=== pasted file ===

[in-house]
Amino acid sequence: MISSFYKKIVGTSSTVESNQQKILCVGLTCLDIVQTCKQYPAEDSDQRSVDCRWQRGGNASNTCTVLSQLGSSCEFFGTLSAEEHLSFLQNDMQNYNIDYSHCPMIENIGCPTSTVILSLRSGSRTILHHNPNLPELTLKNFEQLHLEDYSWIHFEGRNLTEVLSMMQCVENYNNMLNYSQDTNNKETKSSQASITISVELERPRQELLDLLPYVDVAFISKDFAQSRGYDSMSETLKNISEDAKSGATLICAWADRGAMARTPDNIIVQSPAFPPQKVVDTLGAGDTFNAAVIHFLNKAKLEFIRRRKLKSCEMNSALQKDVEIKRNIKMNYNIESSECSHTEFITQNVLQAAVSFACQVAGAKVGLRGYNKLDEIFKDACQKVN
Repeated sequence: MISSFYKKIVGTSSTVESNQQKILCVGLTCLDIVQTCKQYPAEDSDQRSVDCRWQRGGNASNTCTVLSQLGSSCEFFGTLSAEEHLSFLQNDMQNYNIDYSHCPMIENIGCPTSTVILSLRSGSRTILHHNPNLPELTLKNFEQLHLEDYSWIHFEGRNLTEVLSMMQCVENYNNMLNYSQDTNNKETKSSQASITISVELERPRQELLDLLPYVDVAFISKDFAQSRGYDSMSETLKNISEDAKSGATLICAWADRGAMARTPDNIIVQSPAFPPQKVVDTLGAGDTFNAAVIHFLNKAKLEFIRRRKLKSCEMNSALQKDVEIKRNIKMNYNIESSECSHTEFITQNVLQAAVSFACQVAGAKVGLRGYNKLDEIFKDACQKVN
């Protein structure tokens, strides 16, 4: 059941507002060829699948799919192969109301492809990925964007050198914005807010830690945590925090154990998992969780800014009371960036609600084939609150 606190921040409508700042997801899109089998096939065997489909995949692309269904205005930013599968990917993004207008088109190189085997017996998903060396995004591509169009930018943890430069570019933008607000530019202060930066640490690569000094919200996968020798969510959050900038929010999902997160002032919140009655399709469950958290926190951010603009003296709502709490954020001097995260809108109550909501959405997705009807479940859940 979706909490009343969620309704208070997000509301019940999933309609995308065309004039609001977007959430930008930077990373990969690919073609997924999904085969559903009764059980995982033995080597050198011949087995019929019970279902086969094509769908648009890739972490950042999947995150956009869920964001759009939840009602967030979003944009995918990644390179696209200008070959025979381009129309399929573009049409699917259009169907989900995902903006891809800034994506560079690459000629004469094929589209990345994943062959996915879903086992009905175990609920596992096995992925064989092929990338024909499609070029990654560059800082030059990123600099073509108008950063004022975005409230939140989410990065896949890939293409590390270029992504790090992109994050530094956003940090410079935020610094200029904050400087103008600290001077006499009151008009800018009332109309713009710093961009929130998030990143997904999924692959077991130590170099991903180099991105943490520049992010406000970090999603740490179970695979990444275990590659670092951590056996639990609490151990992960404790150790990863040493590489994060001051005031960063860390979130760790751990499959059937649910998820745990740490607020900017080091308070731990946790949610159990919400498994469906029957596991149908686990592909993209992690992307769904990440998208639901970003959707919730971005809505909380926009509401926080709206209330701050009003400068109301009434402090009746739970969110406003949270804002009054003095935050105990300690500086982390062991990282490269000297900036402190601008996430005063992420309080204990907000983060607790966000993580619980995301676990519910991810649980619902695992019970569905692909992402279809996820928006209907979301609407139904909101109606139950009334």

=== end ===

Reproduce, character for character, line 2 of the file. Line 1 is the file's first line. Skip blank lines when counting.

Amino acid sequence: MISSFYKKIVGTSSTVESNQQKILCVGLTCLDIVQTCKQYPAEDSDQRSVDCRWQRGGNASNTCTVLSQLGSSCEFFGTLSAEEHLSFLQNDMQNYNIDYSHCPMIENIGCPTSTVILSLRSGSRTILHHNPNLPELTLKNFEQLHLEDYSWIHFEGRNLTEVLSMMQCVENYNNMLNYSQDTNNKETKSSQASITISVELERPRQELLDLLPYVDVAFISKDFAQSRGYDSMSETLKNISEDAKSGATLICAWADRGAMARTPDNIIVQSPAFPPQKVVDTLGAGDTFNAAVIHFLNKAKLEFIRRRKLKSCEMNSALQKDVEIKRNIKMNYNIESSECSHTEFITQNVLQAAVSFACQVAGAKVGLRGYNKLDEIFKDACQKVN